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Rock Me To The Moon

一首摇滚上月球
 •  ,  •   • Dir.

Reviewed by   |  Jan 7, 2021

‘Sleepy Dads’ is one of the most unusual rock bands in Taiwan. Formed by fathers who look after children with chronic disabilities, the band has an average age of 52 and was created by men united by their sad circumstances rather than musicianship. Their first target was to play at highly competitive Sea Music Festival and ‘Rock Me To The Moon’ follows their ups-and-downs over a period of a few years.

There are films that stay with you. Films that you feel spinning around in your head long after they’ve finished. Taiwanese documentary ‘Rock Me To The Moon’ is one such film, a life-affirming two hours that also gives the viewer a fair few punches in the stomach throughout its duration. After watching it, the first instinct is to pull a loved one close and be thankful for what you have. Yet it would be a mistake to think that ‘Rock Me To The Moon’ is just a simplistic exercise in pulling emotional levers – though, with what the people involved have to deal with, this would be understandable. Huang Chia-Chun’s documentary is a celebration of human spirit and by the end of the running time, the viewer feels like they truly know those involved.

The strength of a documentary like this is not just it’s subject matter – the story of loving fathers doing everything for their disabled children would be emotionally gripping in the most egregious hands. ‘Rock Me To The Moon’ is that old style documentary that isn’t reliant on forceful music nudged our emotions to a certain point or needless stylistic conceit. It is a confident film that merely allows the people involved to tell their story without the need for the makers to chime in unnecessarily. In these days of the mendacious documentary, this is priceless.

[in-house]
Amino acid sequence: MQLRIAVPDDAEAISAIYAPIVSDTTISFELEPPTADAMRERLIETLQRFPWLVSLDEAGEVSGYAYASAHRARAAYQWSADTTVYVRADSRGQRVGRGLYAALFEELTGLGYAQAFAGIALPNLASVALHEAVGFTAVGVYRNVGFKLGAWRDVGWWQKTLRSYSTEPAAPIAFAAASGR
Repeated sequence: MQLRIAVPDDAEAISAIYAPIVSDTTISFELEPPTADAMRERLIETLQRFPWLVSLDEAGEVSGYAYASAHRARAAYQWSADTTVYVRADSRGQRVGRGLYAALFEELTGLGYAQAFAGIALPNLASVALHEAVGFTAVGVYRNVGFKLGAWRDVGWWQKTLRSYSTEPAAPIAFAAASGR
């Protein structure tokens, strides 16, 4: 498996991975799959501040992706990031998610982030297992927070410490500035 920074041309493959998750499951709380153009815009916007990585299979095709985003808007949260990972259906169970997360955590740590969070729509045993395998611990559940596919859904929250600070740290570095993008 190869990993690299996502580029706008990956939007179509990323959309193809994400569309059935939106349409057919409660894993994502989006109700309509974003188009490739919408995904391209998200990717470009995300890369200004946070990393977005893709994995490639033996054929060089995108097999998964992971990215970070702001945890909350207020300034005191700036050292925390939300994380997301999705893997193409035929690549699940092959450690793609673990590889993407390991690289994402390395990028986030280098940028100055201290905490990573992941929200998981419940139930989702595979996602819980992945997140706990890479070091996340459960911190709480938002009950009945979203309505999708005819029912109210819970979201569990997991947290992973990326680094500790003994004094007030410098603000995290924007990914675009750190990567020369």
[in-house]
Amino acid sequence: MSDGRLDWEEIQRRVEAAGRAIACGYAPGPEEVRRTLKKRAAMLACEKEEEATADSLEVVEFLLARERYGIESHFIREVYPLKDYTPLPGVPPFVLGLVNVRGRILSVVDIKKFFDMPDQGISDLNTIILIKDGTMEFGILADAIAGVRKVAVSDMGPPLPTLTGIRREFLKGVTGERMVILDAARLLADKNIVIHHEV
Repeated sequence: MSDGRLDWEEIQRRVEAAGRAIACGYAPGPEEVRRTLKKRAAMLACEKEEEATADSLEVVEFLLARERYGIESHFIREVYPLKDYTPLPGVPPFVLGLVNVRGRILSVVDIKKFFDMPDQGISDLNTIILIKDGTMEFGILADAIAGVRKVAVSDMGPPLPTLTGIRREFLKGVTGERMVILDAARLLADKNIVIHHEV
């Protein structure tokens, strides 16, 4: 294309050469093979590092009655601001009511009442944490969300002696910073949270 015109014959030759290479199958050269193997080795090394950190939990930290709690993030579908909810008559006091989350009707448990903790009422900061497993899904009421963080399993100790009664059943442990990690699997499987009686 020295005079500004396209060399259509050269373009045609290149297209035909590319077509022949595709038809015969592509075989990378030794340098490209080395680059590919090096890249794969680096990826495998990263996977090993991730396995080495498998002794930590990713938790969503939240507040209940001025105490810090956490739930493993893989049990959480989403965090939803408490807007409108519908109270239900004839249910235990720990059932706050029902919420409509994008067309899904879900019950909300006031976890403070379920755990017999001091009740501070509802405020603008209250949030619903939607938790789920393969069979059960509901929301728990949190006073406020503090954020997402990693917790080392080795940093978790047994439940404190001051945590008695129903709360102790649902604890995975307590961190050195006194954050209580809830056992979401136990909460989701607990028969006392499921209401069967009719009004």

‘Rock Me To The Moon’ is also invested with that Taiwanese grit and stiff-upper-lip that makes the story shine through. And make no mistake, there are tears throughout the documentary – many shed by yours truly as the end credits rolled. Yet the fathers involved do not ask for sympathy and simply want to celebrate what they do have – friendship in the direst of circumstances. Some of the situations that they face are hard to watch, but everything is made worthwhile by the weekly rehearsals of the unlikely band. It provides two hours of heartbreak and sadness, but, ultimately, great hope and positivity. Essential viewing.

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